Cambodian Journalists Alliance Association

Preah Vihear Provincial Authorities Arrest Villagers and Fire Weapons in Clash Over Land Dispute

Residents of Srayong Tboung village clashed with gendarmes, police and forestry administration officials on Wednesday. (Supplied)
Residents of Srayong Tboung village clashed with gendarmes, police and forestry administration officials on Wednesday. (Supplied)

On Wednesday authorities, including gendarmes, police and forestry administration officials, fired weapons and arrested residents during a clash over long-disputed land in Srayong commune, Kulen district, Preah Vihear province. Authorities with tractors arrived in the morning to clear land and detained around 40 people during the confrontation, according to villagers. Those arrested remain in custody at the provincial police station where they were brought for questioning.

“People were injured as police in riot gear attempted to disperse them [residents] with teargas and spray. Not only that, they sprayed gunfire continually,” said Mai Toun of Srayong Tboung village. “I was so scared that I only dared to stand far from the crowds to avoid repercussions from authorities.” 

The land conflict dates back to 2011 when rubber plantation company Seladamex was granted a 9,000-hectare economic land concession in Srayong and Phnom Tbeng II communes. Representatives of 131 families reported in 2022 that they feared further evictions after authorities destroyed crops and houses on the disputed piece of land. In December 2023, the Kulen district administration ordered 131 families in Srayong  commune to leave the disputed area no later than January 10, 2024. 

A video of the incident Toun filmed shows a crowd of villagers clashing with armed police, yelling “throw back at them, throw stones” and “get some petrol, kick them away.” Armed forces shot AK-47 in different directions. Villagers reported that around 300 residents were present during the incident.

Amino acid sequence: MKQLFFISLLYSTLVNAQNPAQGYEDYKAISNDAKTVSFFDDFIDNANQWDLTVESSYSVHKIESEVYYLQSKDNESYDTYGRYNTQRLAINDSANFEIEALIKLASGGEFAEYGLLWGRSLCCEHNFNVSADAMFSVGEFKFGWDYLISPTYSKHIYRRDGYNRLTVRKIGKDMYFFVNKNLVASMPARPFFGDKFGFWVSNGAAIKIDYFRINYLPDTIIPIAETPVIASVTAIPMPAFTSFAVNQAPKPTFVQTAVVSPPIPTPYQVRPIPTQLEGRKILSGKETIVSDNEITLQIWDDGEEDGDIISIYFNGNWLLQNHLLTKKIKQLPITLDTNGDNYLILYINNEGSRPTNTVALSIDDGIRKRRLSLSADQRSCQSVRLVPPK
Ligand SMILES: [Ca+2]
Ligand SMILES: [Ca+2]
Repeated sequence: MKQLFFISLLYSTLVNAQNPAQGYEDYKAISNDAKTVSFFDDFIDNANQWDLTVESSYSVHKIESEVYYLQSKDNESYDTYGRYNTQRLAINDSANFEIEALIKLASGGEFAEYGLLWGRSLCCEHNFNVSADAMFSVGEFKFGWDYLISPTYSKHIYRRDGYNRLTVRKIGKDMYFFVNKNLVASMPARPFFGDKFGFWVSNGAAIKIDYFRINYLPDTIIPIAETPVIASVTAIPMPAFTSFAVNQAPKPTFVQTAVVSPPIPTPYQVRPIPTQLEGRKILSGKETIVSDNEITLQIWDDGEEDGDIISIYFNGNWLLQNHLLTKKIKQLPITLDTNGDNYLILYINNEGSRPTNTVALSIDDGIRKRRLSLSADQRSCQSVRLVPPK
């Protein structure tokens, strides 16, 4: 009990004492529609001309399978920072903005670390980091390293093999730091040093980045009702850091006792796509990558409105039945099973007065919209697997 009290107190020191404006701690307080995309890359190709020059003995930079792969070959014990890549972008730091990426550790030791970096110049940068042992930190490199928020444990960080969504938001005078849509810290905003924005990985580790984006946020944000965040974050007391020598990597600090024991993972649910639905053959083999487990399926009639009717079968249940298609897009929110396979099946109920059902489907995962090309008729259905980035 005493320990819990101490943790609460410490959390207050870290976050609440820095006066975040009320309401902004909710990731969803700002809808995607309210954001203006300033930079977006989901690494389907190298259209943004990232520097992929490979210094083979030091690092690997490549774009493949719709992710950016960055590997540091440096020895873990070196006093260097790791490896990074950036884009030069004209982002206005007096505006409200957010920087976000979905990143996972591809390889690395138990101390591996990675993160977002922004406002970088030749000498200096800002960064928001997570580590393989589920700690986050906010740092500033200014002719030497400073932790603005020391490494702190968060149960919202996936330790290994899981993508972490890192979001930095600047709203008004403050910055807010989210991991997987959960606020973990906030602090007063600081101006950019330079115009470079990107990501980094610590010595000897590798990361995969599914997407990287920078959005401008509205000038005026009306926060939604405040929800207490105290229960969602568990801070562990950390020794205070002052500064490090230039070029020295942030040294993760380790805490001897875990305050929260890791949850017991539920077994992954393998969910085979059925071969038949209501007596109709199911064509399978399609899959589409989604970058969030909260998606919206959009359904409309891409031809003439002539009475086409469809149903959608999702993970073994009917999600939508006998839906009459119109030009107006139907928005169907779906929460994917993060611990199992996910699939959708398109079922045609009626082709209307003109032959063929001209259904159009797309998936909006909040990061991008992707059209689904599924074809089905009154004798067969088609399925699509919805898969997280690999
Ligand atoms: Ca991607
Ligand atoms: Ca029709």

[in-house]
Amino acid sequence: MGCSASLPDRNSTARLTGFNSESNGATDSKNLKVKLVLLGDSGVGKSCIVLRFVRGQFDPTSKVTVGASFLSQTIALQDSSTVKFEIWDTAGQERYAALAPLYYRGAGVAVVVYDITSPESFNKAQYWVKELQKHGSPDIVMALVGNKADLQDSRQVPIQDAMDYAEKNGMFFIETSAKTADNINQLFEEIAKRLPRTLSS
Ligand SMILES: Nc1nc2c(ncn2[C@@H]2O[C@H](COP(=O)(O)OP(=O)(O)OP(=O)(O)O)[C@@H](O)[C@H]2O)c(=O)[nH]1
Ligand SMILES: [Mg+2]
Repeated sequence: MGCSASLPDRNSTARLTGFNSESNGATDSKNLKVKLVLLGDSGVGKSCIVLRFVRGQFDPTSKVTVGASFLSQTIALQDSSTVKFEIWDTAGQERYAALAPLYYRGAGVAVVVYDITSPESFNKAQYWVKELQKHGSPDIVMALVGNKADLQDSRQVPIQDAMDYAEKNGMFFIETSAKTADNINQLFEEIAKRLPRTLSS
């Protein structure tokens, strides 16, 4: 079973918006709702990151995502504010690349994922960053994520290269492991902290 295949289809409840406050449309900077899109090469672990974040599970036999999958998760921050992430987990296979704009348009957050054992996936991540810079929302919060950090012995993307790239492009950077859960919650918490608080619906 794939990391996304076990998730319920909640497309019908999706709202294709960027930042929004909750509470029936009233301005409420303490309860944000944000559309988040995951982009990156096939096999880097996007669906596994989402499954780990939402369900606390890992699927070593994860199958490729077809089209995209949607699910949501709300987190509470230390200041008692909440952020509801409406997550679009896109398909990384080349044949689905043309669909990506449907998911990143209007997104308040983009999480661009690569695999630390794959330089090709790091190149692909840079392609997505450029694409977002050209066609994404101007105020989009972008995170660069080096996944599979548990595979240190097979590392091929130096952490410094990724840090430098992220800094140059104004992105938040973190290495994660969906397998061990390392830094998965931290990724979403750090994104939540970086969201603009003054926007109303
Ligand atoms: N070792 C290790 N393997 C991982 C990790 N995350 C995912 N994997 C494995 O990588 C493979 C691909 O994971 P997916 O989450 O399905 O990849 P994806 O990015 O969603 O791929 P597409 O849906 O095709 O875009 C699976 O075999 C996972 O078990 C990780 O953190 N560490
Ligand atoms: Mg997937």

One villager was bleeding from his head as a result of the brutal clash, although not from a bullet wound, and was then dragged by police into a police car, Toun said. Authorities also burned down and dismantled huts in the area.  

A hut was burned down during the conflict in Srayong Tboung village of Preah Vihear province on March 6, 2024. (Supplied)

Kulen district police chief Ou Seng said that authorities mounted a crackdown on people who had illegally built huts on company’s land and attempted to occupy the land without jurisdiction. 

“They have been sent to the province in order for the upper authorities to proceed with further inquiry​​ at Preah Vihear Provincial Police. They have not been sent for detention yet. It is the first stage for now,” he said.

Seng declined to comment further and referred CamboJA News to Kulen district governor Pen Cheoung. Cheoung said that the district level authorities collaborated with provincial officials on the mass crackdown, including police and Preah Vihear forestry administration officials.

“We launched a crackdown on people who attempted to occupy the company’s land. People are from different areas coming to build huts and occupy the land for crop cultivation,” Cheung said, adding that most of the people hail from an area called Svay Leu.

“Whenever there is a crackdown, there is alway a clash taking place,” he said.